Sakai Learning Capabilities Design Lenses

Sakai Learning Capabilities Design Lenses

The demos I saw from the project group and in particular from the team at NYU, it would appear that the OAE is a usable and flexible environment. There is also an online demo by Lucy Appert, NYU available here. Some highlights of the system were the use of widgets; tagging of content, increased levels of openness from private to shared to public; more integration with the usual suspects of external sites; integrated licencing and more.

In terms of widgets we have had some interactions over the past couple of years with developers from the University of Cambridge through our early widget working group meeting. Although not taking the W3C/Apache wookie route, they were able to do some basic interoperability and repackaging to make them run in a wookie server so it might be worth the team looking at the growing number of widgets available from that community and re- purposing them.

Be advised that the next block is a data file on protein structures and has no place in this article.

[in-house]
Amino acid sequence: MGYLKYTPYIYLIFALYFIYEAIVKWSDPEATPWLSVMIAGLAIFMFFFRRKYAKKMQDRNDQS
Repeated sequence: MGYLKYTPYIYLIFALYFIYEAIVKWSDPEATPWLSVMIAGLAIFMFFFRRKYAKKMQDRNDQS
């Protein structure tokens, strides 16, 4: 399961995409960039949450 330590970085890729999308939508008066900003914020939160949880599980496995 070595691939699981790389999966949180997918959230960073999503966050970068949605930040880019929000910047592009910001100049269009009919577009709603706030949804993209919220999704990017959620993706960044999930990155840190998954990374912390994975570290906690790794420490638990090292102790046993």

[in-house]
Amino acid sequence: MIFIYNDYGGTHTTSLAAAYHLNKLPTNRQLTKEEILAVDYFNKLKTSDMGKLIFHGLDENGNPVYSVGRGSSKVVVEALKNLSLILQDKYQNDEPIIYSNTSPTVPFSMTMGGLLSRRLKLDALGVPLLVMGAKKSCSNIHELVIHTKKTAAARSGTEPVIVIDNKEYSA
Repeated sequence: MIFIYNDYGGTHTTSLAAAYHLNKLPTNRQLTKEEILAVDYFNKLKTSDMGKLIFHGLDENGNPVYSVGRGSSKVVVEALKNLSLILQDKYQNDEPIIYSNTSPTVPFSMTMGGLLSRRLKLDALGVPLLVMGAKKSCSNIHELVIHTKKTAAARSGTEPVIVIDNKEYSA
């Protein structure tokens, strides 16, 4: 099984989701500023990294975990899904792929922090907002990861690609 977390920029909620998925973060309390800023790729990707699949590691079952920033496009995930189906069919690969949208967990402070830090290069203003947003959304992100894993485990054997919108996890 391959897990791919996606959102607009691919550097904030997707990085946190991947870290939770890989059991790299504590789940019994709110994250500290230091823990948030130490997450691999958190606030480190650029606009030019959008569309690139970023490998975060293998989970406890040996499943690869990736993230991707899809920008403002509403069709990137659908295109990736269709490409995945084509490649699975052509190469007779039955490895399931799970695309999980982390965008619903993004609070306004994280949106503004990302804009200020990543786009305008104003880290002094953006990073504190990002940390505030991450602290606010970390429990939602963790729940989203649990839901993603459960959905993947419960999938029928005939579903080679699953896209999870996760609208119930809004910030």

The OAE group are working towards creating templates and again, I can see lots of links to the Curriculum Design and Delivery programmes, and also to the wider context of learning design and the range of stakeholders who came to the Design Bash later in the week in Oxford. We have a wealth of case-studies and resources around staff and student engagement at a range of levels across the curriculum design process which I’m sure could be of mutual benefit. The work Robyn Hill (University of Wyoming) has been doing around templates also highlighted commonalities around the issues of shared understandings of terminology, context specific use etc, etc, which again all came up during Design Bash.

The CLE is also developing with the latest version due for release in Spring 2012. Chuck Severance gave an update on developments, which have also taken a very user centric design process. Unsurprisingly given Chuck’s involvement in both communities, one of the major updates to the CLE will be the integration of the new IMS CC specification (which will incorporate basic LTI). Chuck sees this as being a (or perhaps the) “game changer” for Sakai. Despite appreciating the benefits of LTI, I’m somewhat skeptical about that in the UK context. However, if there is a rush of LTI producers and consumers of the coming 18 months then it could indeed give Sakai an edge over other systems.